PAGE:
As architecture historian Emily Bills explains, Cody found his stride in the details. He was a famously happy man whose design elements reflected his outlook: toothbrush-skinny steel beams and paper-thin rooflines, conveyed, somehow, levity. Water features in transitional spaces cooled the air and threw a playful splashing sound throughout a home. Progressive technology and fabulous feats of engineering were his favorite play things.

Cody toiled long hours then worked overtime on the social scene, identifiable in a crowd by his boisterous laugh. He always made a positive impression. Beautiful stationery, striking typography, and innovative branding materials eloquently communicated his talent long before most architects began thinking outside of their literal boxes.
Dubbed a “modern sophisticate,” “desert maverick,” and “the outsider of Palm Springs Modernism,” Cody still inspires students and draws mod media attention to our fair city.

Above – both: The Cannon House at the exclusive Eldorado Country Club is a quintessential Cody design, offering a sense of both expanse and privacy. The use of natural materials brings the outdoors inside.

Last summer the A+D museum moved into an Arts District building with exposed bones and more architectural resonance. “The space is perfect for this show,” Lauria says. The steel gray exterior opens to a warm brick interior where skylights punctuate the truss ceiling with exposed framing. They summon light like Cody’s St. Theresa design. “The space makes a connection with Bill Cody as an experimenter.”

“Cody” is not a household name for most Angelenos, although he spent his formative years in L.A. working under designer and builder Cliff May. “[I]f you ask the man on the street, they won’t know who he is. They think of Wild Bill Cody,” Lauria laments, referring to the Wild West showman of Annie Oakley fame. “He is under-recognized, underrated, and underappreciated for his contributions, which are many.”

Cody was born in Dayton, Ohio, in 1916. Asthma might have fortuitously shaped his destiny — and the desert urbanscape. When he was a boy, his parents moved west to ease his symptoms. “I think they were worried about losing him after losing his sister,” explains Cathy, one of three Cody children, explains. “If he hadn’t had asthma, they probably would have stayed in the Midwest. His father had a good business, and they sold it off.”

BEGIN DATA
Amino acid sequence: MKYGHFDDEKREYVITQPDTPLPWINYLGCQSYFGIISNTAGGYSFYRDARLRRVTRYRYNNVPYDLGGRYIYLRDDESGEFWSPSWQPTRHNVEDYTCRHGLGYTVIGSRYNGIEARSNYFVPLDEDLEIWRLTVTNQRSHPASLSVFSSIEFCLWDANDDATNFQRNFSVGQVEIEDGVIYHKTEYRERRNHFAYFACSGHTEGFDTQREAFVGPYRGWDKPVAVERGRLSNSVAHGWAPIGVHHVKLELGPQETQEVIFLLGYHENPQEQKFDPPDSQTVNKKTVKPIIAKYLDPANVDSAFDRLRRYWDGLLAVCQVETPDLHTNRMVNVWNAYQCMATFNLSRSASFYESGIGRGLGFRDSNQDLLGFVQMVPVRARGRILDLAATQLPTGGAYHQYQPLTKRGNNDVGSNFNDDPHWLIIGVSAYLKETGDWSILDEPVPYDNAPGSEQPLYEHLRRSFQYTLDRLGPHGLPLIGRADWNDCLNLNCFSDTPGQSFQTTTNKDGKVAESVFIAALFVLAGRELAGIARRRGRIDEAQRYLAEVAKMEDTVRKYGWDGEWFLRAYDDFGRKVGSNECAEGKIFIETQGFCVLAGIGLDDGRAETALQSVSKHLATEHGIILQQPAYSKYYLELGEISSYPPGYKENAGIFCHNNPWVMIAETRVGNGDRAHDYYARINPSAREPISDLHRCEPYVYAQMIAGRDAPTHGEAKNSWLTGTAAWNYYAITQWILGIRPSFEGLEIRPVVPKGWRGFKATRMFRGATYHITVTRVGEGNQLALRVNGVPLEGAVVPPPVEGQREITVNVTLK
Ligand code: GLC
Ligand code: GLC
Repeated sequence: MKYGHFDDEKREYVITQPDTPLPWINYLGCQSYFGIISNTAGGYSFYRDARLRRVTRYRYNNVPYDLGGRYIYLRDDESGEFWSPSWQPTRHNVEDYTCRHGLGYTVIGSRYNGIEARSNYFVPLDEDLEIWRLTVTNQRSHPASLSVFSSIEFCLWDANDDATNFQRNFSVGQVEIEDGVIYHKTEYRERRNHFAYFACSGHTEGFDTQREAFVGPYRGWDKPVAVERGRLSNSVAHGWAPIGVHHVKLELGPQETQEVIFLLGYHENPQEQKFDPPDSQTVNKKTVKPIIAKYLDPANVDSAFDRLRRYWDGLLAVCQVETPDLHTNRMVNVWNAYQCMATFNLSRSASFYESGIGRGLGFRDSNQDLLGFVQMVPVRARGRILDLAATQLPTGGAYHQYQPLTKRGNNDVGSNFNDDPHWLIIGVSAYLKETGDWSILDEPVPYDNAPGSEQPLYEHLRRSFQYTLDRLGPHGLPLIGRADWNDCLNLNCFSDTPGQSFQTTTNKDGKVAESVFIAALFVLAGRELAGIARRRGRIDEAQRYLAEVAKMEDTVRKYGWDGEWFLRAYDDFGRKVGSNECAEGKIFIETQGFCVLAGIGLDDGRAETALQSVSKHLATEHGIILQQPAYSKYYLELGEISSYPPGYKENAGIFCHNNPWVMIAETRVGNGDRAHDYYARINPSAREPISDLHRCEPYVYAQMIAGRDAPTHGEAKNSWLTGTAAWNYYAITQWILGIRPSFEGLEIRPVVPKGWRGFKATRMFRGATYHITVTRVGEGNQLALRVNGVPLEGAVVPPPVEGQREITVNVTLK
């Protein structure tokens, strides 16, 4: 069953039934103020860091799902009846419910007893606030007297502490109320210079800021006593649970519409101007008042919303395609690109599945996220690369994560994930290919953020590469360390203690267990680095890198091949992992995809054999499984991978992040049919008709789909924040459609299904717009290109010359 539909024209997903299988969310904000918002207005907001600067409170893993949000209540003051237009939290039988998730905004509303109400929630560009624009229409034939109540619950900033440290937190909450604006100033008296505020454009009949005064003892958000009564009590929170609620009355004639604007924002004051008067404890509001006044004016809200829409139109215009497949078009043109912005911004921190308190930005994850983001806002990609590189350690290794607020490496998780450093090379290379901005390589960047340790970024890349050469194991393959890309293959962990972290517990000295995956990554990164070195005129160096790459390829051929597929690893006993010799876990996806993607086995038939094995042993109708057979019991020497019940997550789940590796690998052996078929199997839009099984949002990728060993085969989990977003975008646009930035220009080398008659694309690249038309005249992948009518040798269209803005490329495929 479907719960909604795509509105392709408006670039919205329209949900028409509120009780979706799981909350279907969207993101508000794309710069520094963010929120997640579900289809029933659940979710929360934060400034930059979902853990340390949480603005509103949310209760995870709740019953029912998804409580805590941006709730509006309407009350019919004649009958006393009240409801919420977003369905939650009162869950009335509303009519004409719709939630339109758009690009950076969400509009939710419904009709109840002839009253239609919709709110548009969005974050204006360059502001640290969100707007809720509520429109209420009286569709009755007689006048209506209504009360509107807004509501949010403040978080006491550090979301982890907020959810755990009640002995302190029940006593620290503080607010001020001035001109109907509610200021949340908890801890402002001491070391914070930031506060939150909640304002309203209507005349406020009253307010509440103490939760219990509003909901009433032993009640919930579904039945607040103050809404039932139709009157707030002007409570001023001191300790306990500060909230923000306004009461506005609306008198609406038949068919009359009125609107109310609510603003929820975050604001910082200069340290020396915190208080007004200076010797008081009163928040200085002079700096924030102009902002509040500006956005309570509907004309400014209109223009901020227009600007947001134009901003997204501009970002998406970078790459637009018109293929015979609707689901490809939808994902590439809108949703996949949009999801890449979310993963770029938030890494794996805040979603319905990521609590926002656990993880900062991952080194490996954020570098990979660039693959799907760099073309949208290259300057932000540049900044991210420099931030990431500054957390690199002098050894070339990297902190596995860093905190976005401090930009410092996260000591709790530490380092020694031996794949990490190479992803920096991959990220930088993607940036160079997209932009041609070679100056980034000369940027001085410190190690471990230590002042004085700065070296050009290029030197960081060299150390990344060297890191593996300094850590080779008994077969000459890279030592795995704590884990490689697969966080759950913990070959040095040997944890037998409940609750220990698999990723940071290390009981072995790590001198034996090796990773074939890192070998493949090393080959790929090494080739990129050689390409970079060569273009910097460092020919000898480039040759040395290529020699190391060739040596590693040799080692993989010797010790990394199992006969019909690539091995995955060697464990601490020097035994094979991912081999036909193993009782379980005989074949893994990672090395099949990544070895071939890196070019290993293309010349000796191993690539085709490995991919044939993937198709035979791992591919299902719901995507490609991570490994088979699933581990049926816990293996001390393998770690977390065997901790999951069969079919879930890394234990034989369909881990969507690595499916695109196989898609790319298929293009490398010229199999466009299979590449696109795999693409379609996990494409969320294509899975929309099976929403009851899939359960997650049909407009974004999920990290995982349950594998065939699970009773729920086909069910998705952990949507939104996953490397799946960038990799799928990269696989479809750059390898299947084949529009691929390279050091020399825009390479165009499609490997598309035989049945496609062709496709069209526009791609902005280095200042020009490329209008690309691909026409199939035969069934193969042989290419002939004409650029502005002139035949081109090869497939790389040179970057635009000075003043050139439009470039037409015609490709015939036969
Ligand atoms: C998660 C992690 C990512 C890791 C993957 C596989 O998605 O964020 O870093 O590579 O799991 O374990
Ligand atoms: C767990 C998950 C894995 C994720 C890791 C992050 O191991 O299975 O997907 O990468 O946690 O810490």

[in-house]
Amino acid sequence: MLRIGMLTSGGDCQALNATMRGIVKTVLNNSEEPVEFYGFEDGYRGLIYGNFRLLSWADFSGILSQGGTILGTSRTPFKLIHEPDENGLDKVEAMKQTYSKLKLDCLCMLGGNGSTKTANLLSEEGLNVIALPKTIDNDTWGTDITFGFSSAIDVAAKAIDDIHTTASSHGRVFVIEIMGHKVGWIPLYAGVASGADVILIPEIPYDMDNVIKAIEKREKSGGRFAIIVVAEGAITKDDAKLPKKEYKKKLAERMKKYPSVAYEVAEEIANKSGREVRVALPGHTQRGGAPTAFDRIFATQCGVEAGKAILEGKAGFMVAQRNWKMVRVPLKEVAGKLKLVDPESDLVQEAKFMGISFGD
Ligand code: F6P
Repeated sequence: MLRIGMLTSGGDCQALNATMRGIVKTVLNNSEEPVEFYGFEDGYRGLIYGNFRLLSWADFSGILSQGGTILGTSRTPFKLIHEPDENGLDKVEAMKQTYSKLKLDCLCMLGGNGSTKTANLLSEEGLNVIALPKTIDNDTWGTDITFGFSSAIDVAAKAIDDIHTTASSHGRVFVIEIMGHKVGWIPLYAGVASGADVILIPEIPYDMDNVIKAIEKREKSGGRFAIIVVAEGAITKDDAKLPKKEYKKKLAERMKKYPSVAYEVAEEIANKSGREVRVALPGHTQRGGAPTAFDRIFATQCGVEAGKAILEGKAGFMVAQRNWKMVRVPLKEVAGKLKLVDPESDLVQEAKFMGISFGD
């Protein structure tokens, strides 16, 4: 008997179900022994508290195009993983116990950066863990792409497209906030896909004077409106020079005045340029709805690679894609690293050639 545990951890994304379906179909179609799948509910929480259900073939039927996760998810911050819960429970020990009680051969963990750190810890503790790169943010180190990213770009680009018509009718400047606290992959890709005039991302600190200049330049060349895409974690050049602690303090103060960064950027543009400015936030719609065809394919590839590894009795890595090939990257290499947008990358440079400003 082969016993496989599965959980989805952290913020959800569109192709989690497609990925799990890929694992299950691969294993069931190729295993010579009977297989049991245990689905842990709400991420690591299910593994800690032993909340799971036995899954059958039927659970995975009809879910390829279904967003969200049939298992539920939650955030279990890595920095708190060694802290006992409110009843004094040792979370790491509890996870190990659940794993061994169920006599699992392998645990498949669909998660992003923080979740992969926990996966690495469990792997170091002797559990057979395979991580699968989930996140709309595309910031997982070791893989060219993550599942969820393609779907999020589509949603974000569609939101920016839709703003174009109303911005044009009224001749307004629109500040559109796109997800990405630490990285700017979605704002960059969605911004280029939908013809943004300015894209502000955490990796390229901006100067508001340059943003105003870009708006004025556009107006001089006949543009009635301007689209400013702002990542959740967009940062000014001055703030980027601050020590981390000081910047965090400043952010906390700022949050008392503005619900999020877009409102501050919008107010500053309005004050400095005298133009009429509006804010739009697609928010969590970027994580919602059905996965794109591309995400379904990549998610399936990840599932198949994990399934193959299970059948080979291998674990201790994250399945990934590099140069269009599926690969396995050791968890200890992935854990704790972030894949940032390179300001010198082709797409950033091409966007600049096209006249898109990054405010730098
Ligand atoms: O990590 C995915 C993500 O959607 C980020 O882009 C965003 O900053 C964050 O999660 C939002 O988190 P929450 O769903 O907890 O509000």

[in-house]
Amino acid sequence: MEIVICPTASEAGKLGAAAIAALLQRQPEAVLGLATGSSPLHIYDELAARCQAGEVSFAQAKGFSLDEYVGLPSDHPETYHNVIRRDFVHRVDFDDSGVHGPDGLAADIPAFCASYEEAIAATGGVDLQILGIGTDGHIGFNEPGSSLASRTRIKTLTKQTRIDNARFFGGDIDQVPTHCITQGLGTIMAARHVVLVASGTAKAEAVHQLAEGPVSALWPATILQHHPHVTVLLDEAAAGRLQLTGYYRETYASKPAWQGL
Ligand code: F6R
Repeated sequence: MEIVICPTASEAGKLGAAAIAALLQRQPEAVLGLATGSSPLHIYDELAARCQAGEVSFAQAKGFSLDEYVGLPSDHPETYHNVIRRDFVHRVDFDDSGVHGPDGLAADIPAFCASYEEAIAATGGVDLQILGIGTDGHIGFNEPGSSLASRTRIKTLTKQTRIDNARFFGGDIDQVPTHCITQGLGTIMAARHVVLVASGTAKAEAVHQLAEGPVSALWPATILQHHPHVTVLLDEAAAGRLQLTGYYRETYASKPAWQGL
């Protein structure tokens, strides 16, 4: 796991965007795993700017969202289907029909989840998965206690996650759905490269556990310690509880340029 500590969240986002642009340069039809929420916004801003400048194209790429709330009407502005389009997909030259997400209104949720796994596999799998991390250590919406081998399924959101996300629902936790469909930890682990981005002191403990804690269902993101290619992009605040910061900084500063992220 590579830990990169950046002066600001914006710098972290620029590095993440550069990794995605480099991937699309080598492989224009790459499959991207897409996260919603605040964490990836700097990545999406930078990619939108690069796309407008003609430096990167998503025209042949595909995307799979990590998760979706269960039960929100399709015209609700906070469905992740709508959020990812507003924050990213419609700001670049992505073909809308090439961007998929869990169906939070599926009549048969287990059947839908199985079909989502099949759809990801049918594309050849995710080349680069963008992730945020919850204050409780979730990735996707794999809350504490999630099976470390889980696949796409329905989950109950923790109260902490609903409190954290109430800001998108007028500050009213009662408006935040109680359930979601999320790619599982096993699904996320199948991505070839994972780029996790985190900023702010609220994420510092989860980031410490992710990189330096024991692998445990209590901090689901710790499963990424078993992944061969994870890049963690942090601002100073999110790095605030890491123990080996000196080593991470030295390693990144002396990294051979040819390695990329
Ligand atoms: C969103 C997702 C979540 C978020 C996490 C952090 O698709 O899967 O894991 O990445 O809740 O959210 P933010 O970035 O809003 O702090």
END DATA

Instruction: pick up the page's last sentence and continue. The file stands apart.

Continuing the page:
An artist, wallpaper designer, and well-established interior designer, Cody’s mother, Anna, was determined to see her eldest son become an architect. She taught him about structure by sketching buildings, and introduced him to plein air painting on trips around Los Angeles. She taught him about space planning, and they drew house plans together. They even carved and painted wood beams in one of their homes.

Top: Furnishings at the Del Marcos Hotel were classic midcentury design.

Above: Oil magnate/film producer Jack Wrather commissioned Cody to build L’Horizon Hotel (1952) as a desert retreat for his friends.

“He drew beautifully as a child,” Cathy Cody says, “from drawings and paintings to stage set renderings for the high school drama department at Beverly Hills High. He was a quick study and his mother encouraged him. It got to the point where they both admired each other’s work and were sharing ideas. It became their language.”

Bills attributes Cody’s use of colorful, highly textured interior spaces with multisensory appeal to his mother’s influence. He went to work for architects right out of high school. “He was really capable by the time he got his license. He had already done projects on his own out of his parents home,” Bills says. He graduated from the University of Southern California with an architecture degree during World War II, in 1942, and soon after enlisted in the Navy. Several months later, his asthma led to a medical discharge and he opened his first office in West L.A. Not long after, two elementary schools he designed won AIA awards. A gig as staff architect for The Desert Inn brought him to more asthma-friendly Palm Springs in 1946, where he set up shop for the duration of his career.